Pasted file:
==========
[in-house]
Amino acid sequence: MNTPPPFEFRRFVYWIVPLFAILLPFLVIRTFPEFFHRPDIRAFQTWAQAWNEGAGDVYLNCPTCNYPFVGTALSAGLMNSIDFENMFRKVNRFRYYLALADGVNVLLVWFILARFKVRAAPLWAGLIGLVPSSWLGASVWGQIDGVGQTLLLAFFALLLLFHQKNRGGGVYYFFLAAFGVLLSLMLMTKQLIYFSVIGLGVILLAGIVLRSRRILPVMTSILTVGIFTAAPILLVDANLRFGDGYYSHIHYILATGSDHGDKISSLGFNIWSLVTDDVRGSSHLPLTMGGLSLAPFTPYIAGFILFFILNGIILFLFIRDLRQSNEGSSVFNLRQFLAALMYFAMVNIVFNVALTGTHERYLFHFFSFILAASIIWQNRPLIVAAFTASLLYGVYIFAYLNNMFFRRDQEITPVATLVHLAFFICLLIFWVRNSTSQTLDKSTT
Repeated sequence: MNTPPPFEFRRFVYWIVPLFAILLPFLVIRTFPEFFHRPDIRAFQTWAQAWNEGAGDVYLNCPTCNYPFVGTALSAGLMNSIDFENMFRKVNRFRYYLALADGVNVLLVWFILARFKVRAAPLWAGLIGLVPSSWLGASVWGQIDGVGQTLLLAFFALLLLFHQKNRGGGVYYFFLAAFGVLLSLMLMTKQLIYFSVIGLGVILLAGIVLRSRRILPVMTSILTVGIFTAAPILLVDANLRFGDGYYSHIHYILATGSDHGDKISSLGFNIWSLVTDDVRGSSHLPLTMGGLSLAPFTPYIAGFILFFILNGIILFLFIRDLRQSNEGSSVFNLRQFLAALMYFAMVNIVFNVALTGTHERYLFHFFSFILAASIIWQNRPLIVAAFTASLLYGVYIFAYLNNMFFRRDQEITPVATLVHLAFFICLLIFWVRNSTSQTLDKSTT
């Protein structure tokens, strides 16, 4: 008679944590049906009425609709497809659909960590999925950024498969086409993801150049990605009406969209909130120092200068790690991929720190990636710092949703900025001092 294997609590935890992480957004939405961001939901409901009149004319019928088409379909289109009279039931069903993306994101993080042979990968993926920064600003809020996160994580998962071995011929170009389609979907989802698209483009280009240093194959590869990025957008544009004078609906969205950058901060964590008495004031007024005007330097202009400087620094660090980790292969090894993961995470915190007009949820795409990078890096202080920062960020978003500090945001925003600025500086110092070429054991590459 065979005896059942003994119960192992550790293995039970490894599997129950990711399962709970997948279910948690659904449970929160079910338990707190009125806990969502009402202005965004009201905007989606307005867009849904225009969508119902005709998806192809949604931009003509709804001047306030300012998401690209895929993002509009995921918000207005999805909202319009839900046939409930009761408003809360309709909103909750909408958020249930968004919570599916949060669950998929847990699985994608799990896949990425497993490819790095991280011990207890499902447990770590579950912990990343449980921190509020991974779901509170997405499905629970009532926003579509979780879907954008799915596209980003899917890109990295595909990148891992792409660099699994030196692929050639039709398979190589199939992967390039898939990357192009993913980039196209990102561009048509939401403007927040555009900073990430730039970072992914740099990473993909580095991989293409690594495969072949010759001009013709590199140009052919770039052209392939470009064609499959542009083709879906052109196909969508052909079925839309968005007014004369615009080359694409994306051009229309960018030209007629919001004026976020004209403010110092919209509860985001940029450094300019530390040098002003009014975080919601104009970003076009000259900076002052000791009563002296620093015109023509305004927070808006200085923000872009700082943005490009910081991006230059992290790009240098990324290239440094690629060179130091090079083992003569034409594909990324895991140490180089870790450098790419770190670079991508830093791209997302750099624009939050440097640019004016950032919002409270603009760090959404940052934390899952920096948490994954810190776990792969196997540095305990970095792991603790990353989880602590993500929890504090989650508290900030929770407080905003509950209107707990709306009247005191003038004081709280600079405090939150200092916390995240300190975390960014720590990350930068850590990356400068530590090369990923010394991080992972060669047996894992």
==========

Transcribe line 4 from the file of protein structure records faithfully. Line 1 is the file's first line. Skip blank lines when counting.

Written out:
């Protein structure tokens, strides 16, 4: 008679944590049906009425609709497809659909960590999925950024498969086409993801150049990605009406969209909130120092200068790690991929720190990636710092949703900025001092 294997609590935890992480957004939405961001939901409901009149004319019928088409379909289109009279039931069903993306994101993080042979990968993926920064600003809020996160994580998962071995011929170009389609979907989802698209483009280009240093194959590869990025957008544009004078609906969205950058901060964590008495004031007024005007330097202009400087620094660090980790292969090894993961995470915190007009949820795409990078890096202080920062960020978003500090945001925003600025500086110092070429054991590459 065979005896059942003994119960192992550790293995039970490894599997129950990711399962709970997948279910948690659904449970929160079910338990707190009125806990969502009402202005965004009201905007989606307005867009849904225009969508119902005709998806192809949604931009003509709804001047306030300012998401690209895929993002509009995921918000207005999805909202319009839900046939409930009761408003809360309709909103909750909408958020249930968004919570599916949060669950998929847990699985994608799990896949990425497993490819790095991280011990207890499902447990770590579950912990990343449980921190509020991974779901509170997405499905629970009532926003579509979780879907954008799915596209980003899917890109990295595909990148891992792409660099699994030196692929050639039709398979190589199939992967390039898939990357192009993913980039196209990102561009048509939401403007927040555009900073990430730039970072992914740099990473993909580095991989293409690594495969072949010759001009013709590199140009052919770039052209392939470009064609499959542009083709879906052109196909969508052909079925839309968005007014004369615009080359694409994306051009229309960018030209007629919001004026976020004209403010110092919209509860985001940029450094300019530390040098002003009014975080919601104009970003076009000259900076002052000791009563002296620093015109023509305004927070808006200085923000872009700082943005490009910081991006230059992290790009240098990324290239440094690629060179130091090079083992003569034409594909990324895991140490180089870790450098790419770190670079991508830093791209997302750099624009939050440097640019004016950032919002409270603009760090959404940052934390899952920096948490994954810190776990792969196997540095305990970095792991603790990353989880602590993500929890504090989650508290900030929770407080905003509950209107707990709306009247005191003038004081709280600079405090939150200092916390995240300190975390960014720590990350930068850590990356400068530590090369990923010394991080992972060669047996894992």